Forgive me this tangent from the usual photo art discussion to one of fandom. Every year, this is the day my psyche seems to take a deep breath and say, “made it through another one”. It’s a feeling of pure joy, dropping into the alternate reality of baseball. Opening Day in the major leagues (capitalization on purpose). The weather has turned pleasant, the air is sweet, the birds are singing, and the cares of the world slide into the background as Hope re-emerges. Hope. A good thing. Maybe the best of things.
Aside from texturing, the lighting added to this photo makes it stand out; lighting effects being one of my primary tools for creating art. The Cubs logo being, of course, a separate image that I layered on top of the art. Then I selected a few of the leaves surrounding it, and laid it over the top of that, thus creating the effect of the logo emerging from the ivy. A final couple global filters came next to tie the pieces together.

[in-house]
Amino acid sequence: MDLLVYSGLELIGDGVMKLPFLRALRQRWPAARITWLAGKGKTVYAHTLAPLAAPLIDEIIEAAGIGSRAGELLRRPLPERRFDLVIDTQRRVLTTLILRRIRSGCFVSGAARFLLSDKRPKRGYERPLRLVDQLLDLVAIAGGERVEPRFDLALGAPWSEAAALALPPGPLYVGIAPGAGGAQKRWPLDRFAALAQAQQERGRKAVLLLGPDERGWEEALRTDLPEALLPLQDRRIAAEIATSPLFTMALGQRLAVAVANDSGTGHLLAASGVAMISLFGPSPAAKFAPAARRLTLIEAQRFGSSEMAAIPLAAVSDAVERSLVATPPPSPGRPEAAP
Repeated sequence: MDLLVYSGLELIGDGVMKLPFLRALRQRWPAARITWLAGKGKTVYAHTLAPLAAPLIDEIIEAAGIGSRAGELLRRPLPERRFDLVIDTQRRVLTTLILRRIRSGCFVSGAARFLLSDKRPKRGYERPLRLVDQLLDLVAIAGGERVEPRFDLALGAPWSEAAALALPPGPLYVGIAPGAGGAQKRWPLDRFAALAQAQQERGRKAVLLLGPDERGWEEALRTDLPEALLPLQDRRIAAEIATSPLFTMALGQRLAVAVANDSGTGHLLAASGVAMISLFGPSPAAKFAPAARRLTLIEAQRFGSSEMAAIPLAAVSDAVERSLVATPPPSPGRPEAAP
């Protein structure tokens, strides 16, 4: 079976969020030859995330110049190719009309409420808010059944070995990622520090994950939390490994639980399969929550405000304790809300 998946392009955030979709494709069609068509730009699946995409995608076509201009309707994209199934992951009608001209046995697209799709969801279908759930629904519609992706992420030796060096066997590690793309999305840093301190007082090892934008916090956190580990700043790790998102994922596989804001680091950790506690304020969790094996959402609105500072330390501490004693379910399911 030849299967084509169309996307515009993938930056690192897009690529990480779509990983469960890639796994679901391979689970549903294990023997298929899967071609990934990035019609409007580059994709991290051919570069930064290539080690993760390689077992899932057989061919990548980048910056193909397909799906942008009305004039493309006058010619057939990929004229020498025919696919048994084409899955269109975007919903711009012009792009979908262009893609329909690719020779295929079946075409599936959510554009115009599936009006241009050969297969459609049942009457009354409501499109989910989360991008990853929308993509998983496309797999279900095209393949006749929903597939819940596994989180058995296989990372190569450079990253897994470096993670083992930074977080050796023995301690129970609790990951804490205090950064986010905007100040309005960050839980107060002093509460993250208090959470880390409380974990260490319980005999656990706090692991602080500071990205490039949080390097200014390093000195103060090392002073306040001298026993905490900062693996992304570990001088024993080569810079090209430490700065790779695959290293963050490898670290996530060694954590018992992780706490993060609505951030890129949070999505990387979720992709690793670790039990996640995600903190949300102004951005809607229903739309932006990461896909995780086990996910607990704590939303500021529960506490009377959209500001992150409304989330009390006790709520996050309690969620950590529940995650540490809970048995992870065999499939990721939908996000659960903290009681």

Abstract Realism: The infusion of elements of design with the depiction of real life in visual art.
Our species (human beings) feel a need to categorize all things in existence. There used to be one kind of rock ‘n roll – now there are two dozen categories for it. Since the expressionists of the late 19th century (some would say further back than that) there have been a score of defined styles – expressionism, post-expressionism, cubism, post modernism, surrealism, art nouveau, abstract expressionism, pop art, etc., etc.. This obsession is detrimental to the purpose of art. Art seeks to perceive existence beyond categories. Art is a personal reflection. There could be as many forms of art as there are individuals practicing it.
Abstract realism is a new term that fits my own perception, and it is a term other artists have confirmed for me. The above definition is written by Elizabeth Reoch, a superb Canadian artist and teacher. She goes on …
“Abstract Realism is an art movement that is not easily defined because it is a marriage of two contradictory terms, Abstract art and Realistic art. Abstract art has no reference to real objects. … Realism attempts to capture real life moments in time, an image and the personality of individuals or objects who resemble real life.
“After the invention of the camera, artists moved away from realism and experimented with depicting feelings and concepts in their works. Those first playful and emotional experiments were called Expressionism and Impressionism. Artists infused their thoughts, feelings, emotions and inner thoughts into their paintings of real-life objects. This was the birth of the current term Abstract Realism.